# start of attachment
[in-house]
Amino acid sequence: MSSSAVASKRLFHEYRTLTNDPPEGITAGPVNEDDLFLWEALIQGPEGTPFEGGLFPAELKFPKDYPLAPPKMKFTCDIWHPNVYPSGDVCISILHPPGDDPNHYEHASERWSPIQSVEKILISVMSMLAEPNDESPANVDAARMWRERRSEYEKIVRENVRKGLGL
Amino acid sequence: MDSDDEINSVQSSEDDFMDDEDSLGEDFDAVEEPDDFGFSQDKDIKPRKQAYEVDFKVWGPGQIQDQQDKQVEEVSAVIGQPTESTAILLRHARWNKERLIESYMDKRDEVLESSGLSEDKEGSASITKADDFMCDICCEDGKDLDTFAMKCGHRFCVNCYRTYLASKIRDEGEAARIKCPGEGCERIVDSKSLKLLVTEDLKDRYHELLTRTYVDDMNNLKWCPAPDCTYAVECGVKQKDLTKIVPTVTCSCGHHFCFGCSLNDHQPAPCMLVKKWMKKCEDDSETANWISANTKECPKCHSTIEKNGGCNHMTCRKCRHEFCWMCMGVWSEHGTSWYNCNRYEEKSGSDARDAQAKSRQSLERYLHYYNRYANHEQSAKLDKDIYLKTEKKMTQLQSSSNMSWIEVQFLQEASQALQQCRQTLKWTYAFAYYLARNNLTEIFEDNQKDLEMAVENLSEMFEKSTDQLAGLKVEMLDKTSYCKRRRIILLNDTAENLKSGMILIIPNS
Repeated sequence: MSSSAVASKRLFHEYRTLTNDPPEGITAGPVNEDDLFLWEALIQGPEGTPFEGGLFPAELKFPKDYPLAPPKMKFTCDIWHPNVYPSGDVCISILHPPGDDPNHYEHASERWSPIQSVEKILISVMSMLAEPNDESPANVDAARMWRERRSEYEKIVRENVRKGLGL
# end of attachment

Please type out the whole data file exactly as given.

[in-house]
Amino acid sequence: MSSSAVASKRLFHEYRTLTNDPPEGITAGPVNEDDLFLWEALIQGPEGTPFEGGLFPAELKFPKDYPLAPPKMKFTCDIWHPNVYPSGDVCISILHPPGDDPNHYEHASERWSPIQSVEKILISVMSMLAEPNDESPANVDAARMWRERRSEYEKIVRENVRKGLGL
Amino acid sequence: MDSDDEINSVQSSEDDFMDDEDSLGEDFDAVEEPDDFGFSQDKDIKPRKQAYEVDFKVWGPGQIQDQQDKQVEEVSAVIGQPTESTAILLRHARWNKERLIESYMDKRDEVLESSGLSEDKEGSASITKADDFMCDICCEDGKDLDTFAMKCGHRFCVNCYRTYLASKIRDEGEAARIKCPGEGCERIVDSKSLKLLVTEDLKDRYHELLTRTYVDDMNNLKWCPAPDCTYAVECGVKQKDLTKIVPTVTCSCGHHFCFGCSLNDHQPAPCMLVKKWMKKCEDDSETANWISANTKECPKCHSTIEKNGGCNHMTCRKCRHEFCWMCMGVWSEHGTSWYNCNRYEEKSGSDARDAQAKSRQSLERYLHYYNRYANHEQSAKLDKDIYLKTEKKMTQLQSSSNMSWIEVQFLQEASQALQQCRQTLKWTYAFAYYLARNNLTEIFEDNQKDLEMAVENLSEMFEKSTDQLAGLKVEMLDKTSYCKRRRIILLNDTAENLKSGMILIIPNS
Repeated sequence: MSSSAVASKRLFHEYRTLTNDPPEGITAGPVNEDDLFLWEALIQGPEGTPFEGGLFPAELKFPKDYPLAPPKMKFTCDIWHPNVYPSGDVCISILHPPGDDPNHYEHASERWSPIQSVEKILISVMSMLAEPNDESPANVDAARMWRERRSEYEKIVRENVRKGLGL